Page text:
Women’s History

Iva Tutt, Electrical Pioneer

It’s difficult to imagine a world without electricity, but it wasn’t until October 21, 1879, after spending more than $40,000 in fruitless experiments that Thomas Edison invented the incandescent lamp, and it wasn’t until 1887 that he perfected electric lighting. From 1895-1899 Long Beach made international news, not because of its growth, tourist attractions, or weather, but because of an oddity: Mrs. Iva E. Tutt, the world’s first female electrician.  On September 6, 1895, the Long Beach Electric Light Company incorporated with Iva Tutt as sole member, owner and manager.  Her company contracted with the town of Long Beach to erect and maintain poles, wires and lamps for lighting the municipality, and to furnish the electricity for one year, beginning October 1, 1895, at the rated of $42 a month. […]

Frog Farms

Opportunities to be an independent women were out there for farm women as well as those who lived in cities.  The Los Angeles Times Woman and Home section of March, 7, 1897, described a new and profitable enterprise for women—frog farming.  Author Millicent Arrowpoint quickly dismissed the mistaken notion that eating frog legs was restricted to “eccentric and abnormal French people.”  Diners in Boston, New York and Philadelphia were consuming hundreds of pounds of this juicy, flavorsome flesh daily, driving the price for a pound of legs up to $1 a pound.  The reason the price was so high was that few people had thought to farm frogs.  The procedure was simple.  First the enterprising woman needed to be close to a railroad with a refrigerated car (to transport the […]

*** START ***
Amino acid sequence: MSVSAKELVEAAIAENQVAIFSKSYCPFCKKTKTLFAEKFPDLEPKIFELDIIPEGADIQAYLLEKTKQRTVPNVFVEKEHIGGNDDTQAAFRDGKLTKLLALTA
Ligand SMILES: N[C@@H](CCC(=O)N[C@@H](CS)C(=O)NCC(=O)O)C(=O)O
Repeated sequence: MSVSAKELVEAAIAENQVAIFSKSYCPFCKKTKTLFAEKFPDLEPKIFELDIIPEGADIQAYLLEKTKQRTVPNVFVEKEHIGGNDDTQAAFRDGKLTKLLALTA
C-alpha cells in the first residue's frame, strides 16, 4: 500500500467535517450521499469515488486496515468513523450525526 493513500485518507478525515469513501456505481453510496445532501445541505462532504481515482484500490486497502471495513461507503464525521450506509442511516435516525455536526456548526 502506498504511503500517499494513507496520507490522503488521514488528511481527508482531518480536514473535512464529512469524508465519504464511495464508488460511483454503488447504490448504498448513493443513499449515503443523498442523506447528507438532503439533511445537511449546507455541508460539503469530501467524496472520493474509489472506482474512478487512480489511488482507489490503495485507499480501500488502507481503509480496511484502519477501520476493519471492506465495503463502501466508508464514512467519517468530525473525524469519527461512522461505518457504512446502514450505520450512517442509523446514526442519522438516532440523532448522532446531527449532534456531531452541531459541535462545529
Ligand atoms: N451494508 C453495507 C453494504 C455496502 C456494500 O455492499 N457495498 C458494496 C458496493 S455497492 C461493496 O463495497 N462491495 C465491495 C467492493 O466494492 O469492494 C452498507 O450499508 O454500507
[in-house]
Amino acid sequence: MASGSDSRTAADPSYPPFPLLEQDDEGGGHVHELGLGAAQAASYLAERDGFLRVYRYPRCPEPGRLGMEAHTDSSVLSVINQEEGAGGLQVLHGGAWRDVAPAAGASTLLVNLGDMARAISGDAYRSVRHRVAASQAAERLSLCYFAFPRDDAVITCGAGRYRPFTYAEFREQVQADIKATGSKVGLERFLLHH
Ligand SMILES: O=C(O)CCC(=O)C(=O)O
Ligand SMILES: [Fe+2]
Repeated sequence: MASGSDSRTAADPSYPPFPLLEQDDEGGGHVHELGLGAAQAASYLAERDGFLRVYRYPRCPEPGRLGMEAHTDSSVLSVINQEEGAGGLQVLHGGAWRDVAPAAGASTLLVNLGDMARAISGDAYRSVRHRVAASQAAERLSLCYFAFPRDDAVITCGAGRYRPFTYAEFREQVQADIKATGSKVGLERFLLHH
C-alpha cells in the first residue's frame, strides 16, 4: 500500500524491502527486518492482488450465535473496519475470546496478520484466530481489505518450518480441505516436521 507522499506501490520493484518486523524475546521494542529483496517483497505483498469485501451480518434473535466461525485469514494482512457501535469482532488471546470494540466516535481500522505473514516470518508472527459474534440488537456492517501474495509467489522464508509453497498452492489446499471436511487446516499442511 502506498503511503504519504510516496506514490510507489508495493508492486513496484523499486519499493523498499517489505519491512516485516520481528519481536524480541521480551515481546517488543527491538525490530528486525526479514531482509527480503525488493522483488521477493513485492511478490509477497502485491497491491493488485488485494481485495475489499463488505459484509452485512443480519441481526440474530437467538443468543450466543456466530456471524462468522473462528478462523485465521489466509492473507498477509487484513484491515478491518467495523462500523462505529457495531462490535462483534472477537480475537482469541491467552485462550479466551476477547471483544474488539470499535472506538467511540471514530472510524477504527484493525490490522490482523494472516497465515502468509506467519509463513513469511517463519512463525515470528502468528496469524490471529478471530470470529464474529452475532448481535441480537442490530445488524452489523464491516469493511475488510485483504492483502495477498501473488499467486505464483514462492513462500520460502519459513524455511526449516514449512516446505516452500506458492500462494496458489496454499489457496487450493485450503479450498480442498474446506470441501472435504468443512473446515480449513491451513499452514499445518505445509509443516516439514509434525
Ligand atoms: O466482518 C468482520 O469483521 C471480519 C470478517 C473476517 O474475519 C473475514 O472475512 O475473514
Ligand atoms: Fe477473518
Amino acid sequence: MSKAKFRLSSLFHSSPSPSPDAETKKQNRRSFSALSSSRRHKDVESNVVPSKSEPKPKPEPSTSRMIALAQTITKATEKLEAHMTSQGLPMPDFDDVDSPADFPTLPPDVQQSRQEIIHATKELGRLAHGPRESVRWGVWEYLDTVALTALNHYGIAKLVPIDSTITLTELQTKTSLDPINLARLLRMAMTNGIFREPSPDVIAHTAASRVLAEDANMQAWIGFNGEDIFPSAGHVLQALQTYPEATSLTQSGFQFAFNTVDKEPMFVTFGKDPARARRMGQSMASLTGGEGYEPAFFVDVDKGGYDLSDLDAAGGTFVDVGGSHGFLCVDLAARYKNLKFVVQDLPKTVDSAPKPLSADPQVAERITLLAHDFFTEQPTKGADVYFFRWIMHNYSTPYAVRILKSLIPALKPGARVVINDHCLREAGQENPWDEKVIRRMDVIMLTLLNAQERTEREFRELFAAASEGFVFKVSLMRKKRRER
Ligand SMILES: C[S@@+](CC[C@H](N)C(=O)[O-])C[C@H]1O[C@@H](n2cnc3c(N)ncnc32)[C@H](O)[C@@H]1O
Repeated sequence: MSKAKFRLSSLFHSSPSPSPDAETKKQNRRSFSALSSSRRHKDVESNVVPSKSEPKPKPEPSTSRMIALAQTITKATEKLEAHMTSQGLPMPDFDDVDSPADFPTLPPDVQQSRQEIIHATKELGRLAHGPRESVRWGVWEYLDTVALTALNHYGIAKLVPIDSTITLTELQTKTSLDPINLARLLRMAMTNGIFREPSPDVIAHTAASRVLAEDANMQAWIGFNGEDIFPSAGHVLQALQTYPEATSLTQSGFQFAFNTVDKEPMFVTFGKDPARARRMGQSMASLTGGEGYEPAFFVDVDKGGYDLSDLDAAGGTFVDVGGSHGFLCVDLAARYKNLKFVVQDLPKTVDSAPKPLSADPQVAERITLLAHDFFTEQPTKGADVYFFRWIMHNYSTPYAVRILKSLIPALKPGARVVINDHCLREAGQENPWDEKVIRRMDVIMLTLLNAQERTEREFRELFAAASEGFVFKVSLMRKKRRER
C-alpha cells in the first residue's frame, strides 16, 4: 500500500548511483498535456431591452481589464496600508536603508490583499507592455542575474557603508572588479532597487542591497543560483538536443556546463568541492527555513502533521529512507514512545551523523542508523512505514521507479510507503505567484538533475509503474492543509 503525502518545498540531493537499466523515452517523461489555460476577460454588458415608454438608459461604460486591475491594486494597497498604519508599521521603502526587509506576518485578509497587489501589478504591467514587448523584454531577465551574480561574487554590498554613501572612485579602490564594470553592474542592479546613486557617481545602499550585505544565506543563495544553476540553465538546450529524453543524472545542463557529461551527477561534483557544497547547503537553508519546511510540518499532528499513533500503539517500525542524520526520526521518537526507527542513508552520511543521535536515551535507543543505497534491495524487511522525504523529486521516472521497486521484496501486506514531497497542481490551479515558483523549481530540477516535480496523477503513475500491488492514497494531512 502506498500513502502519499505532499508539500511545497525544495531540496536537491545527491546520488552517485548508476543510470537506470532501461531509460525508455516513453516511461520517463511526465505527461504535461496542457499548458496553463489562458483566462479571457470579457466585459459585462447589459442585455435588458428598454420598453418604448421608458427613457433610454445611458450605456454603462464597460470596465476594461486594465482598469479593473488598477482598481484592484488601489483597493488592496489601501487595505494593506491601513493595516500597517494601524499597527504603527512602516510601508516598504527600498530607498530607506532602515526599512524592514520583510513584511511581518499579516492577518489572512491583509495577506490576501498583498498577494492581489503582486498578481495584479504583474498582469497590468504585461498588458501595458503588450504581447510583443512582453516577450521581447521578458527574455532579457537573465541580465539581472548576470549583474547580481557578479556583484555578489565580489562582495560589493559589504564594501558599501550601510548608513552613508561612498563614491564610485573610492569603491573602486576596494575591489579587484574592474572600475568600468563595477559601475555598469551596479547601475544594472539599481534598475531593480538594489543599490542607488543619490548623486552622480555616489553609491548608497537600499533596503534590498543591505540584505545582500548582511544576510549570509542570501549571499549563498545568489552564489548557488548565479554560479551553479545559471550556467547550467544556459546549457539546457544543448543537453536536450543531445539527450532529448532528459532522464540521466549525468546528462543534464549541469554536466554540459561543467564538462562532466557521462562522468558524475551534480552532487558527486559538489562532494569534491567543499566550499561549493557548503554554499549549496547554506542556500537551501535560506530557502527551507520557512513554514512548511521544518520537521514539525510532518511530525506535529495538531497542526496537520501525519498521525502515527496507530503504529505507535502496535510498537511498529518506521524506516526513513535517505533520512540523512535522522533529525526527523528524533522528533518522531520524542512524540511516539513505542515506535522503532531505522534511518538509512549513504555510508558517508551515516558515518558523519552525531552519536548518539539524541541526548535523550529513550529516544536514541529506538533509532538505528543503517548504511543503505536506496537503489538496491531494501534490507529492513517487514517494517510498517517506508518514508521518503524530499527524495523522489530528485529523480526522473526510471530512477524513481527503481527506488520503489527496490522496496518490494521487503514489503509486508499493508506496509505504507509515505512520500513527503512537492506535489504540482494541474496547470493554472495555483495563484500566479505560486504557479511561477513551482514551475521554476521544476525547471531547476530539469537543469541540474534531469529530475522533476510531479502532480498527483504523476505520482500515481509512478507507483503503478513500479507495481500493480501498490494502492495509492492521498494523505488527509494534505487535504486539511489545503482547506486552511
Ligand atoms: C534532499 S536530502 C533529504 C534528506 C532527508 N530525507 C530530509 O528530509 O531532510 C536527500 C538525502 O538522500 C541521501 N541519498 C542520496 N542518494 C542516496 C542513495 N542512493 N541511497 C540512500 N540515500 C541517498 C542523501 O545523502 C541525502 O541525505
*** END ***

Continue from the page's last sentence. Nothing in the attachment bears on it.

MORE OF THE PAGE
Nellie Campbell, Potato Chip Queen

Some women in the early 1900s did improve their lot in life, other than by a well-connected marriage.  Miss Nellie Campbell, the Potato Chip Queen, was such an example. Miss Campbell came to Long Beach for her health and wanted to stay.  When her money ran out she realized she either had to return to her relatives back East or earn her own living.  One memorable day in 1908 she bought some potato chips which turned out to be limp and tasteless.  This got her thinking.  She went to the public library, read several cookbooks, and started experimenting.  She bought a sack of potatoes, a new pan, and a gallon of olive oil.  The chips she prepared were crisp and delicious.  She convinced local markets and restaurants to buy them […]

Olga Printzlau, Screen Writer

  Did you know that Long Beach was one of the centers of movie making up until the early 1920s? The Long Beach film industry launched the career of many well-known stars such as Harold Lloyd, Fatty Arbuckle and Buster Keaton, to name just a few. Motion picture production was not the only claim to fame Long Beach held in the movie world, it was also home to one of the industry’s leading screen writers—Olga Printzlau Clark. Olga was the wife of Fred T. Clark, whom she had married in July 1908 when she was just 17-years-old and Fred a mere 21 years of age.  While Fred worked as a barber, Olga assumed the role of housewife at their home on Pine Avenue (343 Pine Avenue). She was active in several […]